“So even as the members of Occupy Wall Street seem unorganized and, at times, uninformed, their continued presence creates a vexing problem for the Police Department.”—New York Times writer Joseph Goldstein • In an article about the NYPD’s seemingly poor handling of Occupy Wall Street. The article as a whole makes intelligent and understandable points (and goes in-depth about the use of pepper spray on Saturday), but this particular line really bothered us. This comes off as The New York Times ripping the dirty hippies for being dirty hippies, which is just an approach they should not take here. It’s condescending and shows a lack of respect for the protesters. What if they just dropped a line like that into an article about the Tea Party? It’d get savaged by the blogs! Instead of just interviewing your sources at the NYPD, Mr. Goldstein, why don’t you interview the protesters (who, we don’t know if you’ve noticed, have been clamoring for media attention), instead of discretely calling them idiots? You did it before, with this article. This piece feels like you’re writing an article about one side of the story. source (via • follow)
NYTs #Editorial #Bias demonstrated…remember the run up to the Iraq War & Judy Miller, etc.
"But let’s be clear: What he did has nothing whatsoever to do with basketball. Ratner didn’t buy the Nets as a stand-alone commercial enterprise in the hopes that ticket sales and television revenue would exceed players’ salaries and administration costs. Ratner was buying eminent domain insurance. Basketball also had very little to do with Ratner’s sale of the Nets. Ratner got hit by the recession. Fighting the court challenges to his project took longer than he thought. He became dangerously overextended. His shareholders got restless. He realized had to dump the fancy Frank Gehry design for something more along the lines of a Kleenex box. Prokhorov helped Ratner out by buying a controlling interest in the Nets. But he also paid off some of Ratner’s debts, lent him $75 million, picked up some of his debt service, acquired a small stake in the arena, and bought an option on 20 percent of the entire Atlantic Yards project. This wasn’t a fire sale of a distressed basketball franchise. It was a general-purpose real estate bailout."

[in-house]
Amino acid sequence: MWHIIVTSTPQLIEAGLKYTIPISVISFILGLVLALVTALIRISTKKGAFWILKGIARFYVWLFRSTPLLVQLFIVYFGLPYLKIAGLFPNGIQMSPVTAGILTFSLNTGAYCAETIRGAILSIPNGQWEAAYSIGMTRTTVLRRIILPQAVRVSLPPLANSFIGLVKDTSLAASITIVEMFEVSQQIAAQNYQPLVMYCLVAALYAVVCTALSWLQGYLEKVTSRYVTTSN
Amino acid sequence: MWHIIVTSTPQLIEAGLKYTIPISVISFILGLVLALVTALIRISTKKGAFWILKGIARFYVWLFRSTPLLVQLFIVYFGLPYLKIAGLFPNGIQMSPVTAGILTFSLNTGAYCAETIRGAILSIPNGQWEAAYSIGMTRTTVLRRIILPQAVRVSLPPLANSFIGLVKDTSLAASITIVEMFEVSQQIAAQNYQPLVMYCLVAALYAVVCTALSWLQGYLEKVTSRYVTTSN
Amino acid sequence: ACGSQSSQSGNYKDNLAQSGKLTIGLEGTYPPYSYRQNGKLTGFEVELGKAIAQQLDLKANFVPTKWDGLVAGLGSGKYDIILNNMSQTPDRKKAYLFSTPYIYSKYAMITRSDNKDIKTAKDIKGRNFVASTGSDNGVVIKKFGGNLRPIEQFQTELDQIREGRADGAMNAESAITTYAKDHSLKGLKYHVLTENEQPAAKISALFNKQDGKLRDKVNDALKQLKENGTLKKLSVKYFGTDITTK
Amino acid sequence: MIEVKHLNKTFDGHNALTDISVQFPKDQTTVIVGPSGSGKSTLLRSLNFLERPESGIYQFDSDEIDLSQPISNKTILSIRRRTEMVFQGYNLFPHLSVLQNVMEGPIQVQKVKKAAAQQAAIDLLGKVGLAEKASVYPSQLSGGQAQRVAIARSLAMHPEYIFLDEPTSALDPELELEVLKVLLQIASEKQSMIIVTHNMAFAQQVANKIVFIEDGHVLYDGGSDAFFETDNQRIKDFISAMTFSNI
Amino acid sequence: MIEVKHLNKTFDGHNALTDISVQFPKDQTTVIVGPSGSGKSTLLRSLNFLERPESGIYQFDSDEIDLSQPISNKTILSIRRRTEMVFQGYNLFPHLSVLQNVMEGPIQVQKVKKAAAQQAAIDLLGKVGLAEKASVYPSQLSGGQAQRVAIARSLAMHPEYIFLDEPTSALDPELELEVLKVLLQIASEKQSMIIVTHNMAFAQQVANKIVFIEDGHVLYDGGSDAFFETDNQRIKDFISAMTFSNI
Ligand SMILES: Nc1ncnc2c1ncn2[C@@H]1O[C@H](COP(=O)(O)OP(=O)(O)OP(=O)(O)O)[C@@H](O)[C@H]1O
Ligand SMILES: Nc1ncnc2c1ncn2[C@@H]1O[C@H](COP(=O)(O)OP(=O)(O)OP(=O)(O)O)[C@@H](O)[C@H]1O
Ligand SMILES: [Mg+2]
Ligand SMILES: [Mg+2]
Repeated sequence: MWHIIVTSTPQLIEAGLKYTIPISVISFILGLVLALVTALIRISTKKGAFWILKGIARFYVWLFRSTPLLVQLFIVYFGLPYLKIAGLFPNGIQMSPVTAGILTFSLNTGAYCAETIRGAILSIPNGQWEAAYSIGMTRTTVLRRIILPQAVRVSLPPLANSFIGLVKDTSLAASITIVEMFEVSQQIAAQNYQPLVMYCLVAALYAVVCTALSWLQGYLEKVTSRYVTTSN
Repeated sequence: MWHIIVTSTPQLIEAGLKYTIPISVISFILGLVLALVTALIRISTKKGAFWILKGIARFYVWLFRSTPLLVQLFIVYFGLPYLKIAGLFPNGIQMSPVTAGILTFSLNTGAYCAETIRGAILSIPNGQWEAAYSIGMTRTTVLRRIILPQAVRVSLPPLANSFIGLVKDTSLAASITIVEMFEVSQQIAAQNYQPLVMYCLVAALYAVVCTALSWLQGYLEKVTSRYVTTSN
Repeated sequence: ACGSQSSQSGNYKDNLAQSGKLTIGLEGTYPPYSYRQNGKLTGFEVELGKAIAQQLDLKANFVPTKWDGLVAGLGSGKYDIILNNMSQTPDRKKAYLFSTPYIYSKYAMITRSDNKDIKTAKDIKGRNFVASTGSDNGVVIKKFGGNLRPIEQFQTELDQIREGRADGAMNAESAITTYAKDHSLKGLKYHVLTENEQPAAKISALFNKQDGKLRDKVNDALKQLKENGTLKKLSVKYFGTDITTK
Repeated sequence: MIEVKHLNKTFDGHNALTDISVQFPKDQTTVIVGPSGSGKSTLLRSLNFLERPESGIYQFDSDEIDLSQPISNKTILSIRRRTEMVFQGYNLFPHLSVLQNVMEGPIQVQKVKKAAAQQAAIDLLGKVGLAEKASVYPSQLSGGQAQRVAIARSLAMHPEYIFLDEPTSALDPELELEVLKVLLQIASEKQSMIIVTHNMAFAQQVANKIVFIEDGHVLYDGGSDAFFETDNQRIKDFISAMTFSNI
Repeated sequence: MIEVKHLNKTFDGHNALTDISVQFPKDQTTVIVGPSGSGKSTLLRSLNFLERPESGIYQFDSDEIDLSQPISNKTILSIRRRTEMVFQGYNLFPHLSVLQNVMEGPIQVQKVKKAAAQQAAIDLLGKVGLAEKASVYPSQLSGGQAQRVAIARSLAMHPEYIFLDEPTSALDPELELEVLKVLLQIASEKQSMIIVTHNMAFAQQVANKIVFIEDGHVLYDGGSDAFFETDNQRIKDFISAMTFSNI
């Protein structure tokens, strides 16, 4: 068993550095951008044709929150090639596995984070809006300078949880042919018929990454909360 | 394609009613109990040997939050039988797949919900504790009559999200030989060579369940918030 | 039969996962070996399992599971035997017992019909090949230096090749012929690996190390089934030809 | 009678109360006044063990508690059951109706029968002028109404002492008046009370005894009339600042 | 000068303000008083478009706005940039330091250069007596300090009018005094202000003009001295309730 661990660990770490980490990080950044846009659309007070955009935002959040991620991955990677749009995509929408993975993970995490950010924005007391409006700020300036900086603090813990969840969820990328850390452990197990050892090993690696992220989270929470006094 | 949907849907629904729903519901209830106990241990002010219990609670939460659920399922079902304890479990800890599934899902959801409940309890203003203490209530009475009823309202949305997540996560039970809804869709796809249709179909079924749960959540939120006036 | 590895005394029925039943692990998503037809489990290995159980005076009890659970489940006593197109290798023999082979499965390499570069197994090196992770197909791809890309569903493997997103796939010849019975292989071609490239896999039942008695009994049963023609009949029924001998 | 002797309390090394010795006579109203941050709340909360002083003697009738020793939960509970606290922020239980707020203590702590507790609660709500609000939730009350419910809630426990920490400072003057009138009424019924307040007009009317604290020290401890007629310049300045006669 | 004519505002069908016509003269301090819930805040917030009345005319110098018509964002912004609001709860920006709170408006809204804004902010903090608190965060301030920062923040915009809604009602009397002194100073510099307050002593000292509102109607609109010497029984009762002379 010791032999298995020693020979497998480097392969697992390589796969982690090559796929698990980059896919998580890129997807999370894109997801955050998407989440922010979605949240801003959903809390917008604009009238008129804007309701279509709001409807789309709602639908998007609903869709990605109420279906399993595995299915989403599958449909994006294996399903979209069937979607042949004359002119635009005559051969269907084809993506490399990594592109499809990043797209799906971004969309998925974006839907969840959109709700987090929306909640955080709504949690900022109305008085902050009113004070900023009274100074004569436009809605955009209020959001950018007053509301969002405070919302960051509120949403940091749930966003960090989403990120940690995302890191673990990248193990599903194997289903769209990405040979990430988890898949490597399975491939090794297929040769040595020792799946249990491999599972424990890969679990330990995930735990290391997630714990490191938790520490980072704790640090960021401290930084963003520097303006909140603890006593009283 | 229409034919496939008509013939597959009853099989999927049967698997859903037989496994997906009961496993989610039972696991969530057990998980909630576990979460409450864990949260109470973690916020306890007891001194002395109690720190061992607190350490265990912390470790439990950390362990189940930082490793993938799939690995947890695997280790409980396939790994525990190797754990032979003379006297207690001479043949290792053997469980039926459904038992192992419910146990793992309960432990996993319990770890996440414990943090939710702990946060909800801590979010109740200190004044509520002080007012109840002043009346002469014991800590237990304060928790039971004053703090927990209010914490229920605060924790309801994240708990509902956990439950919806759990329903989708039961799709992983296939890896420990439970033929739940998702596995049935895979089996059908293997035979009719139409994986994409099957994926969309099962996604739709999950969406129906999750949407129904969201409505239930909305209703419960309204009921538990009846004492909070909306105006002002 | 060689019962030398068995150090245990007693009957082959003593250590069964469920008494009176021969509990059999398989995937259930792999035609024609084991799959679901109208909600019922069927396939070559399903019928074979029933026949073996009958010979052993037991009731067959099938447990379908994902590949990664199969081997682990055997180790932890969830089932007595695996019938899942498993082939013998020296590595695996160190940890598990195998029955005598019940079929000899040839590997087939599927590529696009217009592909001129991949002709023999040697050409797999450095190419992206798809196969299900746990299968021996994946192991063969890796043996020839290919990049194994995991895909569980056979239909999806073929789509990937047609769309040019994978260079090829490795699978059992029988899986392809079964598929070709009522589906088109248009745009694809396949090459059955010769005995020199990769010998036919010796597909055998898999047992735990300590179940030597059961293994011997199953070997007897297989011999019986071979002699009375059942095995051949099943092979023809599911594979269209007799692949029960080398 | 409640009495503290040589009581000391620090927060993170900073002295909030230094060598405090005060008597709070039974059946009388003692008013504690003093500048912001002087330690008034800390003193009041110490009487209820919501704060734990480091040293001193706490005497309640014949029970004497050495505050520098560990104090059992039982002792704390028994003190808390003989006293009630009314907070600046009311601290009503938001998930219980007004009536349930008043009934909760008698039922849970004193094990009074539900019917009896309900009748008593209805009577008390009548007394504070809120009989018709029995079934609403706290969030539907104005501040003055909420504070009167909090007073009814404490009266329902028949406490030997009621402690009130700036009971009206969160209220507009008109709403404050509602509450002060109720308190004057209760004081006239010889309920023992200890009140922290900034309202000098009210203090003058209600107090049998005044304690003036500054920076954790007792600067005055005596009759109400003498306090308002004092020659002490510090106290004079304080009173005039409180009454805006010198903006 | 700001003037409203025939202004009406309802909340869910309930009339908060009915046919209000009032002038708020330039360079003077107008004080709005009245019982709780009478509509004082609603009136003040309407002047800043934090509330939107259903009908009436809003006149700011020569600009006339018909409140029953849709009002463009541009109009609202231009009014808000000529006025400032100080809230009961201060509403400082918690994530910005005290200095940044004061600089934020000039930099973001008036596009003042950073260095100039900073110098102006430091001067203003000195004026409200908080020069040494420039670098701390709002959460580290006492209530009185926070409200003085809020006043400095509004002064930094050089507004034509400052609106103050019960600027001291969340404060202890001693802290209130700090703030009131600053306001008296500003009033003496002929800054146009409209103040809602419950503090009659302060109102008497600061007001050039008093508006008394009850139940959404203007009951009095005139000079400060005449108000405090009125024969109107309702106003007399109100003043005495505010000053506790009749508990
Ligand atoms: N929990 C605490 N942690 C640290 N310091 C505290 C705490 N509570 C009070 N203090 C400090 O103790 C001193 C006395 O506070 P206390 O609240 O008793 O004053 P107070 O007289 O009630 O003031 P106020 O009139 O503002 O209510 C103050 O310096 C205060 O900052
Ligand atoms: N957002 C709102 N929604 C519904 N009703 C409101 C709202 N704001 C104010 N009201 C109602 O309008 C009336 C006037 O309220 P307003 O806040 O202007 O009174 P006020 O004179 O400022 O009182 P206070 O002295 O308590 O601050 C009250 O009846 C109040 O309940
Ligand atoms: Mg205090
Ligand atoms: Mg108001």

“Today the wealthy have no such qualms. We have moved from a country of relative economic equality to a place where the gap between rich and poor is exceeded by only Singapore and Hong Kong. The rich have gone from being grateful for what they have to pushing for everything they can get. They have mastered the arts of whining and predation, without regard to logic or shame. In the end, this is the lesson of the NBA lockout. A man buys a basketball team as insurance on a real estate project, flips the franchise to a Russian billionaire when he wins the deal, and then — as both parties happily count their winnings — what lesson are we asked to draw? The players are greedy.”
The Nets and NBA Economics - By Malcolm Gladwell in Grantland
Yeah, so about those protesters downtown… (obviously these are my own thoughts, not representative of my employer…)
While the aimless and outraged struggled to get pics and videos of police abuse…